10/15/2021

The World According To Sound: Listening To Lightning

1:53 minutes

a dark cloud illuminated by lightning
Credit: André Karwath/Wikimedia/CC BY-SA 2.5

There is more than one way to listen to a bolt of lightning. While you can pick up the boom and rumble of thunder with your ears, if you tune in with a radio receiver, you can hear an entirely different sound: an earth whistler.

When lightning strikes, it releases electromagnetic radiation in the VLF or Very Low Frequency band, which runs from 3 Hz to 30 kHz. This falls within the human range of hearing, which spans from 20 Hz to 20 kHz. However, we can not hear whistlers with our own ears because the radiation is electromagnetic, not physical vibrations in the air.

We can, though, capture the electromagnetic radiation with a radio receiver. Radio operators have been picking up the strange twanging of lightning ever since they started trying to tune into man-made signals. They dubbed the eerie electro-magnetic disturbances in their headphones “earth whistlers.”

People first heard earth whistlers back in the 19th century. The electromagnetic radiation from lightning interfered with telephone lines and crept into phone conversations. You’d be talking with someone and hear these bursts of energy, like little phone ghosts. 

Today, we know earth whistlers are made by the interaction of lightning with the planet’s magnetic field. There are over a million lightning strikes in the atmosphere, which means there is a nearly constant chorus around earth.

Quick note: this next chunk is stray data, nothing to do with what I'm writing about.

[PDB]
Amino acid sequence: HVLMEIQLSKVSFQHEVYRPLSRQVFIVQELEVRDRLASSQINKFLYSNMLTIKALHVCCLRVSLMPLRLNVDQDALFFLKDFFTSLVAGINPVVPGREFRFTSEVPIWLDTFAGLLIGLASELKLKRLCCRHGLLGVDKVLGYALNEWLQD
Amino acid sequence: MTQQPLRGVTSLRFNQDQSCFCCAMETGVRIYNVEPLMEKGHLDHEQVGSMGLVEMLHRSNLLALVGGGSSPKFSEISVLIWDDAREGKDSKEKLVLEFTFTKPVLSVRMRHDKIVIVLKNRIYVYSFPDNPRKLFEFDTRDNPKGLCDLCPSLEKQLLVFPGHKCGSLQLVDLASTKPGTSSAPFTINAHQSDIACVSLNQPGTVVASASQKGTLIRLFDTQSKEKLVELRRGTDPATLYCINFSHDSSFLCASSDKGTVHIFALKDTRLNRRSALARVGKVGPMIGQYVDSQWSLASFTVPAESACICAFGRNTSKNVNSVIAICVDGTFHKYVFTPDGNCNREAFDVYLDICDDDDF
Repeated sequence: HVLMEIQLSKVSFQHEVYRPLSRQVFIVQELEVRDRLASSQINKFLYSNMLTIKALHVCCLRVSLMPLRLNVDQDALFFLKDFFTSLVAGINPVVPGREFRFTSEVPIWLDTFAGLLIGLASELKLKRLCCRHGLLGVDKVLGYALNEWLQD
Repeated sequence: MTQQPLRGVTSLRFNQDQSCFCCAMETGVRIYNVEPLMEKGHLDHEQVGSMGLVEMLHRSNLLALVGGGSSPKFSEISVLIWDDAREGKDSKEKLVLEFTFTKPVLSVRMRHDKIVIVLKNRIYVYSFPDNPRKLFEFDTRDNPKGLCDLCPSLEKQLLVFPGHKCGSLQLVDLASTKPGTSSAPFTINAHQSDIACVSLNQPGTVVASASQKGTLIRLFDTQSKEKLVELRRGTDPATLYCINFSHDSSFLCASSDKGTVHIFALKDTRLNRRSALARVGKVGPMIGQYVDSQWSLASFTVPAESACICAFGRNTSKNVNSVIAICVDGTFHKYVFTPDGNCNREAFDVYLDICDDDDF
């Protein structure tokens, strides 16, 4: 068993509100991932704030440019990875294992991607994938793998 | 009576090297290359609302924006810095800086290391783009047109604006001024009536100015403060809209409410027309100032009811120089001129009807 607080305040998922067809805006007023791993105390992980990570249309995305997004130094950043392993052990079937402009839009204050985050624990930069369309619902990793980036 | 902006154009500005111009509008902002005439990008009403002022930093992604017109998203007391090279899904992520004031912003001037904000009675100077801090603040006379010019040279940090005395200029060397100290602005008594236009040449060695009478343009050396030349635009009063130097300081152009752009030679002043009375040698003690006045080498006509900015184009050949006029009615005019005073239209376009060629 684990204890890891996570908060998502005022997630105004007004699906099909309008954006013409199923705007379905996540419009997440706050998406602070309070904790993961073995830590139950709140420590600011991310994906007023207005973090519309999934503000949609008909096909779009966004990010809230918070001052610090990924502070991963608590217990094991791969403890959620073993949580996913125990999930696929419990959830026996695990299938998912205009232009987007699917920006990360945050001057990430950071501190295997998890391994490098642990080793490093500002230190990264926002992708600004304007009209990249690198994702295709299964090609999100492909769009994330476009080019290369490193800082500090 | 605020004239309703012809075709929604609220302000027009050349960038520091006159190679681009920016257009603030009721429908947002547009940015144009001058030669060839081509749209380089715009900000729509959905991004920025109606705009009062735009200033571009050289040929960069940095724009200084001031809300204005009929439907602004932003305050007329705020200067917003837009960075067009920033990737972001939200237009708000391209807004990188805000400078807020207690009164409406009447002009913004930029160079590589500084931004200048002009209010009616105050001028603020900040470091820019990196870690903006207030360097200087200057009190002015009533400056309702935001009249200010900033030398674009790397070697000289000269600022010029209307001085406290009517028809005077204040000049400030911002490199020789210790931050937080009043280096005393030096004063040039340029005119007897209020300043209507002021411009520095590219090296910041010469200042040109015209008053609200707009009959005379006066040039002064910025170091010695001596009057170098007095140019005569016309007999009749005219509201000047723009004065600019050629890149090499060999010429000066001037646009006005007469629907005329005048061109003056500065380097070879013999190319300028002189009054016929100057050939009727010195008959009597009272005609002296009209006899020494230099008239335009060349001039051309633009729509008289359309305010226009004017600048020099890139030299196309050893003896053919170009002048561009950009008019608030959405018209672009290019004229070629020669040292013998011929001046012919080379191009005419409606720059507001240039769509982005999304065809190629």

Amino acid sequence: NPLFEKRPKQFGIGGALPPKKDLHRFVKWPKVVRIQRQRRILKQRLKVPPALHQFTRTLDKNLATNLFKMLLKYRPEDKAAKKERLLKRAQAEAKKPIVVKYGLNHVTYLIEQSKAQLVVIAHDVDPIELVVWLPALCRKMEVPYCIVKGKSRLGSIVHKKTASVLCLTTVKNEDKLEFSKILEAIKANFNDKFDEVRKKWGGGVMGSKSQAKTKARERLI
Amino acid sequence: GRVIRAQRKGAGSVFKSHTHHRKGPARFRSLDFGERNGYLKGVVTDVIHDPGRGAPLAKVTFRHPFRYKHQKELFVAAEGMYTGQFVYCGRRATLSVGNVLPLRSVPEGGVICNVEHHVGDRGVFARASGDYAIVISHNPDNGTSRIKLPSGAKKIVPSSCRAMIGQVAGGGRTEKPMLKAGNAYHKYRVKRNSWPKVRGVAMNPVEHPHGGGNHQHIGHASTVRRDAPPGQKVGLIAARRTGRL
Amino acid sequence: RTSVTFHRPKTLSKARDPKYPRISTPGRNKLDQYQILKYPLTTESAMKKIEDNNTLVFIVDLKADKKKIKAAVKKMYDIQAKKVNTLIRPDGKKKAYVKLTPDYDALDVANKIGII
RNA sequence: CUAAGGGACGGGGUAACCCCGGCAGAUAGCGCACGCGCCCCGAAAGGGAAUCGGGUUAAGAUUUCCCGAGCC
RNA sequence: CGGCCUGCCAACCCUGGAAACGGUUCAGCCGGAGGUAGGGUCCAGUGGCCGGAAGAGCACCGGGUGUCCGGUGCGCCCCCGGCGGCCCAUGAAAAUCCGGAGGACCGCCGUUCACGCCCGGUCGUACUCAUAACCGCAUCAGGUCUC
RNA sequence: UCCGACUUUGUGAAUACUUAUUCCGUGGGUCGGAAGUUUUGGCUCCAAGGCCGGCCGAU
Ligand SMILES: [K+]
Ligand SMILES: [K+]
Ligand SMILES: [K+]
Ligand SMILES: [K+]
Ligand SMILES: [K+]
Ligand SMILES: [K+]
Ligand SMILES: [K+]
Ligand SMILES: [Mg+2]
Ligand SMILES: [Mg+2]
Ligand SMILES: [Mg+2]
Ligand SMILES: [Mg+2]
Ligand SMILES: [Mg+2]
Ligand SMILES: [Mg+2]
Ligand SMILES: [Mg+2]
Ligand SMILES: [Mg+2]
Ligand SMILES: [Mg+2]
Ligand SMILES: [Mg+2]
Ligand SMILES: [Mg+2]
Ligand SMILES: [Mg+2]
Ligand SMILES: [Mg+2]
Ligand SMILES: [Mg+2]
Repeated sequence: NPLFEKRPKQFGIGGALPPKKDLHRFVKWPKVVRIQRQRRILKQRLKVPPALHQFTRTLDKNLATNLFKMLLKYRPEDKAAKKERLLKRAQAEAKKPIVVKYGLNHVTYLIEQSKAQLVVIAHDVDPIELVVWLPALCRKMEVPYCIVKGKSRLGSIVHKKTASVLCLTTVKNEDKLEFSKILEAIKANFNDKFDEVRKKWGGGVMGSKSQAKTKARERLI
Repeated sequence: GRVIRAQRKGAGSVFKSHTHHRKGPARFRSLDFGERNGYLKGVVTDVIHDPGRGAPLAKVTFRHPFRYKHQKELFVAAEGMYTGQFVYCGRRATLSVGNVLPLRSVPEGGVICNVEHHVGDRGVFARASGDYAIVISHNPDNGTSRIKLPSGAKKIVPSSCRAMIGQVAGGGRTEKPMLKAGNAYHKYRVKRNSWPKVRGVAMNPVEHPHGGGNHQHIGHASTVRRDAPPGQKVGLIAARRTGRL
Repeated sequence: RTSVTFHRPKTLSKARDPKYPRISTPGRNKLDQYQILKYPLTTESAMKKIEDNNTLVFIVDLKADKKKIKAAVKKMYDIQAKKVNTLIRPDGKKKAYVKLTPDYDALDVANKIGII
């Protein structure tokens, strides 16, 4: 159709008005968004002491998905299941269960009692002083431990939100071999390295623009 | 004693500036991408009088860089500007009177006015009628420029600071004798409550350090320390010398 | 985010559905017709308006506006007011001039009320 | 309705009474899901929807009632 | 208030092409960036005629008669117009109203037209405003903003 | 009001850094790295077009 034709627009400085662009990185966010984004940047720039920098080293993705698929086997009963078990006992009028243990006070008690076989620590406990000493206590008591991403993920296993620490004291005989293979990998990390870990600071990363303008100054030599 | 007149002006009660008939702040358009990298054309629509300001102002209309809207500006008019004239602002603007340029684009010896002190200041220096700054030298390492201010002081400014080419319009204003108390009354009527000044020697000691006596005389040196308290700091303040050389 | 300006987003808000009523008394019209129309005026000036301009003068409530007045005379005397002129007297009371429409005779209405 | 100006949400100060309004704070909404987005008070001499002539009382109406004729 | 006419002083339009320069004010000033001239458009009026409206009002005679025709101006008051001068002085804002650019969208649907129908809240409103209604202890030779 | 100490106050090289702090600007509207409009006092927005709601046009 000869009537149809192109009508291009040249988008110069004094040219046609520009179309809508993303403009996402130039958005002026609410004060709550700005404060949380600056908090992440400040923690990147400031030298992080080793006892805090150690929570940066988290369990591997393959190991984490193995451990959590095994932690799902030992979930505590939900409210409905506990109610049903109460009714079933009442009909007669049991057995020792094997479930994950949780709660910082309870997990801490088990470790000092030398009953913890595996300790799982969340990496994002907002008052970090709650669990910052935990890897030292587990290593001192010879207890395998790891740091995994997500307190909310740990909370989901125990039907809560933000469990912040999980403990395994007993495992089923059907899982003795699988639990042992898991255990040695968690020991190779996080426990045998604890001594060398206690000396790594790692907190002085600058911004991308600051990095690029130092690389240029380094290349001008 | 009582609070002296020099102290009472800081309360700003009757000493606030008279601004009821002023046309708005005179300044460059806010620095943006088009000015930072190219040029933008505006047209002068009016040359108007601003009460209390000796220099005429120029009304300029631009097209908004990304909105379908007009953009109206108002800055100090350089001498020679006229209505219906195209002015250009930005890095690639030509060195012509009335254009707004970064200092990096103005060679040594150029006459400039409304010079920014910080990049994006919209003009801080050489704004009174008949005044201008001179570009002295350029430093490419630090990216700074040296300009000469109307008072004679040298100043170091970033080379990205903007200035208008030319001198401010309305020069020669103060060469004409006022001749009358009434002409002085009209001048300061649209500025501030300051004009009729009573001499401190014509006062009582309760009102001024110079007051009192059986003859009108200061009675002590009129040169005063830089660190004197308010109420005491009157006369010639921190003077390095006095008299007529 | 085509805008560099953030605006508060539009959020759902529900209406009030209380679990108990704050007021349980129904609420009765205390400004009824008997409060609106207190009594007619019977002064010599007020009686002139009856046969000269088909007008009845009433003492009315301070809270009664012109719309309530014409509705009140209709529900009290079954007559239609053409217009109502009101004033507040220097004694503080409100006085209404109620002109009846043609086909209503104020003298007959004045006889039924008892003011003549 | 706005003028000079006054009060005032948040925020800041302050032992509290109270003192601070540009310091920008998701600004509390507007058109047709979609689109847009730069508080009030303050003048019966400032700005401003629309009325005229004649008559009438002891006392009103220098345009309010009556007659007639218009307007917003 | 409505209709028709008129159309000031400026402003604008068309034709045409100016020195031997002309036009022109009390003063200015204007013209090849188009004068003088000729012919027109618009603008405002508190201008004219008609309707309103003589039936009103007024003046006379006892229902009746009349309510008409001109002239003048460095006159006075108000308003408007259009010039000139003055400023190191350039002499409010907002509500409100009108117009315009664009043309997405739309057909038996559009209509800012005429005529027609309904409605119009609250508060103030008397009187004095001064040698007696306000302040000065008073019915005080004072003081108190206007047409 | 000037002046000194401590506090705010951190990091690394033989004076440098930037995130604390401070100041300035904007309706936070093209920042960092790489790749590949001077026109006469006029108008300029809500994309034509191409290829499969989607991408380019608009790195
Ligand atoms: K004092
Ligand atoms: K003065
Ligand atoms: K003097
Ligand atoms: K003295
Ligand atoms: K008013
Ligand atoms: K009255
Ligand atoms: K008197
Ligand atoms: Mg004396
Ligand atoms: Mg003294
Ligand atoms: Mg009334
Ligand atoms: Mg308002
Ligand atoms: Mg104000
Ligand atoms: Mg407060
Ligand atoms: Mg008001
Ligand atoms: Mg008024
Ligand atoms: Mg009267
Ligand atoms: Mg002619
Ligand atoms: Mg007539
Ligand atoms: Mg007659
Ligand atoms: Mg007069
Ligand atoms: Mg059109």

The whistlers in this piece were provided courtesy of NASA and The University of Iowa

The World According to Sound is a live audio show, online listening series, and miniature podcast that focuses on sound, not story. Producers Chris Hoff and Sam Harnett create intentional, communal listening experiences as a way to “reclaim autonomy in a visually dominated world that is increasingly fracturing our attention.” 

This recording is part of their next listening series, an immersive listening party where audiences from all over the globe will be invited to experience a world of sound together, beginning in January 2022. You can get a ticket to the series here.


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Segment Transcript

IRA FLATOW: Have you ever heard lightning? And no I’m not talking about thunder. Here’s something very different via a soundscape from Chris Hoff and Sam Harnett of The World According to Sound podcast.

[ELECTRONIC SOUND]

[ELECTRONIC SOUND CONTINUES]

SAM HARNETT: When lightning strikes, it releases electromagnetic radiation that can be picked up by radio operators who call them Earth whistlers.

[ELECTRONIC SOUND]

[ELECTRONIC WHISTLING]

SAM HARNETT: There are several million lightning strikes a day on the planet, which means there’s a constant chorus of whistlers in the atmosphere around Earth.

[ELECTRONIC WHISTLING]

[ELECTRONIC SOUND]

[ELECTRONIC SOUND CONTINUES]

[ELECTRONIC WHISTLING]

[ELECTRONIC SOUND CONTINUES]

[ELECTRONIC WHISTLING CONTINUES]

[ELECTRONIC WHISTLING CONTINUES]

[ELECTRONIC WHISTLING CONTINUES]

IRA FLATOW: These sounds are part of a communal listening series The World According to Sound is hosting this winter. For Information about their 80-minute binaural events, visit theworldaccordingtosound.org.

Meet the Producers and Host

About John Dankosky

John Dankosky works with the radio team to create our weekly show, and is helping to build our State of Science Reporting Network. He’s also been a long-time guest host on Science Friday. He and his wife have four cats, thousands of bees, and a yoga studio in the sleepy Northwest hills of Connecticut. 

About Ira Flatow

Ira Flatow is the host and executive producer of Science FridayHis green thumb has revived many an office plant at death’s door.

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